We spoke to the lead researcher on the first empirical study into unsolicited dick pics.
W hen Leah Holroyd joined a dating site five years ago, the year-old noticed a lot of men had listed The Great Gatsby as a favourite book. Holroyd found him pleasant enough, but she was looking for a relationship rather than just friendship, and he only ever talked to her about authors. After a couple of weeks, the bibliophile said he would be visiting London where Holroyd, who builds online learning courses, was living.
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Francesca Harris used a dating app to receive as many pictures as possible to make an art project out of it. And of course, the men of Tinder obliged, out of the kindness of their heart or whatever kick they get out of sending nudes. The year-old Fine Art student, from Northampton, was met with responses, with some pretty strange requests, as you can imagine. But she laid all the cards on the table, putting on her Tinder bio that she was on the hunt for x-rated snaps for her project The Modern Man. Francesca matched with men but found almost a third of them asked what they would get in return. Francesca was sent a total of snaps and whittled them down to before she began painting them onto the canvas.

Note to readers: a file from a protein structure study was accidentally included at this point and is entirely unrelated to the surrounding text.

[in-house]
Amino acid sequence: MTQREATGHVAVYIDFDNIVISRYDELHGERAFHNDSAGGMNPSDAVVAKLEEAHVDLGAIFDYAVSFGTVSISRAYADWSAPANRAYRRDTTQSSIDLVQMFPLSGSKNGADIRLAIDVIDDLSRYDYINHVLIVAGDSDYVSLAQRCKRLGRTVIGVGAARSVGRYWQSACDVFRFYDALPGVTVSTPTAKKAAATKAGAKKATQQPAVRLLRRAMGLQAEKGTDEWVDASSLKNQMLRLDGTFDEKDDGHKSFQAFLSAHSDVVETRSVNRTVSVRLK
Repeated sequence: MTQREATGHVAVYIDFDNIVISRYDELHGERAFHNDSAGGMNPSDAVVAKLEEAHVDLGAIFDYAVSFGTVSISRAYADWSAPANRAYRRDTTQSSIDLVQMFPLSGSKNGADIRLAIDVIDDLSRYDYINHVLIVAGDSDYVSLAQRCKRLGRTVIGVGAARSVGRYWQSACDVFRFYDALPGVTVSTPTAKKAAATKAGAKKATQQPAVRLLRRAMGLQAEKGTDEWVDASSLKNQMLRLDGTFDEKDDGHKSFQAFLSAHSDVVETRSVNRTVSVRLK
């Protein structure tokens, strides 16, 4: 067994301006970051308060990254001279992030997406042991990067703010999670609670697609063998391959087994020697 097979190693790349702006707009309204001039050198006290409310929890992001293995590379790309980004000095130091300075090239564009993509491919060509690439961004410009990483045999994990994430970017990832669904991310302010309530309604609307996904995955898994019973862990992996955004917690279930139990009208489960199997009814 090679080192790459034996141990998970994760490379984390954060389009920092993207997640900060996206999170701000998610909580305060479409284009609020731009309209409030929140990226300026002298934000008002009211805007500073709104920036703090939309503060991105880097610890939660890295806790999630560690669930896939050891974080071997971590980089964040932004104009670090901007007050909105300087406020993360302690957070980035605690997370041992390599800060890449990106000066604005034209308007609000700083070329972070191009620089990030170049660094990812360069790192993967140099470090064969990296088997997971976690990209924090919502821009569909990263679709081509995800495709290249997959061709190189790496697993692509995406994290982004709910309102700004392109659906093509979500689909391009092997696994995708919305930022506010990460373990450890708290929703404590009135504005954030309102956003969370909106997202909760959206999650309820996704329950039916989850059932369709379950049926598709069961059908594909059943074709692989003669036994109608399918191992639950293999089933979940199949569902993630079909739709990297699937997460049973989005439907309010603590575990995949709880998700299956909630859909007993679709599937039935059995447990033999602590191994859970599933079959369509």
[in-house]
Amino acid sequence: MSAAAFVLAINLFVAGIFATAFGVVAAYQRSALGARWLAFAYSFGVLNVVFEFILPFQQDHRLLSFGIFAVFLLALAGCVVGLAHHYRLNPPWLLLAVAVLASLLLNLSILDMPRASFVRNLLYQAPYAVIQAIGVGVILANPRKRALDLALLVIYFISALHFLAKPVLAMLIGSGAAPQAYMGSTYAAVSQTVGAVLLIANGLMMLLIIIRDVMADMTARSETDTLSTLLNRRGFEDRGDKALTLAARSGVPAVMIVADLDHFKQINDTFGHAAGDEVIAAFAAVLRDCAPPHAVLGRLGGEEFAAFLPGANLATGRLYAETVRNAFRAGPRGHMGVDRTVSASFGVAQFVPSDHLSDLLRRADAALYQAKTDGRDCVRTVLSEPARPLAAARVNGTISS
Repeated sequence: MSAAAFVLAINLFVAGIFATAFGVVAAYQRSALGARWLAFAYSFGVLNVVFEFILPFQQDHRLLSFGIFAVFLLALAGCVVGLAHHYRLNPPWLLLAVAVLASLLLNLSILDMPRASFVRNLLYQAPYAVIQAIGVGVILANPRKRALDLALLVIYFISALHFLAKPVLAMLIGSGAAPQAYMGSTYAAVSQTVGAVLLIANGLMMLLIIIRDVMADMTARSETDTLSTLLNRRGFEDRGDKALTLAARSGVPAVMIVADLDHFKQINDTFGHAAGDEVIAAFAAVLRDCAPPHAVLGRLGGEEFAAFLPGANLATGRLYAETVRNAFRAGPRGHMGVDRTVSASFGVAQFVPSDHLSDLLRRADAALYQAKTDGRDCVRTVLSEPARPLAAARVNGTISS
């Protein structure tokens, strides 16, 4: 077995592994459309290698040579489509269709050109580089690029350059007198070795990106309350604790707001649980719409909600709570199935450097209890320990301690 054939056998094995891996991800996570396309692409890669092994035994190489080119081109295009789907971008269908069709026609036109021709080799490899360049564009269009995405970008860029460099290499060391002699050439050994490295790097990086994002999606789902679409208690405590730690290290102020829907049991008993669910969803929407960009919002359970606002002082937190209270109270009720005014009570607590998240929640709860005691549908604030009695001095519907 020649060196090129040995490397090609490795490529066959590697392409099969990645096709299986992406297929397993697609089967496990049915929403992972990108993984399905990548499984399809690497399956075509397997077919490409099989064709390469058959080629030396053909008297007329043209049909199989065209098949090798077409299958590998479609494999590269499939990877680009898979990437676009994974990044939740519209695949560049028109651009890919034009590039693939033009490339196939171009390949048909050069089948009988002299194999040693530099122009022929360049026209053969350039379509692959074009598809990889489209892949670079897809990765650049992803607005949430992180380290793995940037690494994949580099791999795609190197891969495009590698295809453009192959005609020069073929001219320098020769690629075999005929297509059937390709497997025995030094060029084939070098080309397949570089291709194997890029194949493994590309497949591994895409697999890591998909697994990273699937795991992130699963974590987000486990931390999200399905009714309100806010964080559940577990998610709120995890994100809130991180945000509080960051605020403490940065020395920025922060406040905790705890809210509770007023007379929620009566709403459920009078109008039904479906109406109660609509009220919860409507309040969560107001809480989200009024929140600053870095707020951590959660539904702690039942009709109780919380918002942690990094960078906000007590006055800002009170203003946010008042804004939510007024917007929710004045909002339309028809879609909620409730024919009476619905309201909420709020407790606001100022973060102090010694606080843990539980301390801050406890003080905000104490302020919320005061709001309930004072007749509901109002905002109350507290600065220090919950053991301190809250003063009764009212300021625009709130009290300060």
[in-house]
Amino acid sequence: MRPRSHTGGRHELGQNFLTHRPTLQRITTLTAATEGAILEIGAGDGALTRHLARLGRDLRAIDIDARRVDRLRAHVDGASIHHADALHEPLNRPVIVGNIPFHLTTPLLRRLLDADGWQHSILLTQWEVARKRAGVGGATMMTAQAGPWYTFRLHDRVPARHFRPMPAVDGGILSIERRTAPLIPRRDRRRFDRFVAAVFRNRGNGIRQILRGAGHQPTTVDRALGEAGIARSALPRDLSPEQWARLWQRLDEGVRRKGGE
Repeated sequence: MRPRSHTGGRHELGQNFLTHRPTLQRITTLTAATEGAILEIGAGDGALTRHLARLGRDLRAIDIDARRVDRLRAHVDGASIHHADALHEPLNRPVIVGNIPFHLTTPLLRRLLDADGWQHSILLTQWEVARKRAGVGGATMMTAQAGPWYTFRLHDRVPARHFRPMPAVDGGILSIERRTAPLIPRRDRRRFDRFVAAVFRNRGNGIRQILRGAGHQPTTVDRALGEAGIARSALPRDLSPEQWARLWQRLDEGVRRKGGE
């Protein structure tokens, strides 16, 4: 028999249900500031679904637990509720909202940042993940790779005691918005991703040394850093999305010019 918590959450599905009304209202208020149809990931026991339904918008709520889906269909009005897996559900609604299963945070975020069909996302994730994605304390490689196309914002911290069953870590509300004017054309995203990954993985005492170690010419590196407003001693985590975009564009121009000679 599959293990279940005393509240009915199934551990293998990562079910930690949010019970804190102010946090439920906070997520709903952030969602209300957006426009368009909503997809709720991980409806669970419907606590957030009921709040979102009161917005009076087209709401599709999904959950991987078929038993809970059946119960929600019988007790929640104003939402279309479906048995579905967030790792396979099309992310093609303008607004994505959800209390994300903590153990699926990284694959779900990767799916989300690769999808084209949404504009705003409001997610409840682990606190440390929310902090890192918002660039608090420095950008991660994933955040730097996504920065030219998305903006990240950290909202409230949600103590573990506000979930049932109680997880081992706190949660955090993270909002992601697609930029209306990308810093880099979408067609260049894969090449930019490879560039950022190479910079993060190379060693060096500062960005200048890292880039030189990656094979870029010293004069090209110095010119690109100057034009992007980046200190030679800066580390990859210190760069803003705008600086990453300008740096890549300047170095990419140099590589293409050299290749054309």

Dick pics are everywhere, and nobody knows what to do about them. I think it's your dick, and how you fucking photograph it. A spate of recent papers seeks to engorge the discourse—and explore just why men are sending these nudes in the first place. According to Cory Pedersen, a psychologist and human sexuality researcher at Kwantlen Polytechnic University, about 50 percent of the dick pic senders she interviewed had no qualms sending an unsolicited photo of their genitals. The difference between the groups came down to two variables: narcissism and sexism. Men who exhibited higher levels of both tend to send nudes without asking. Still, Pedersen has also found evidence that that characterization is too simple. They were hoping women would feel turned on. People have worn out their keyboards over that 6 percent. New York City has even tried to legislate against the practice, though any law would be hard to enforce.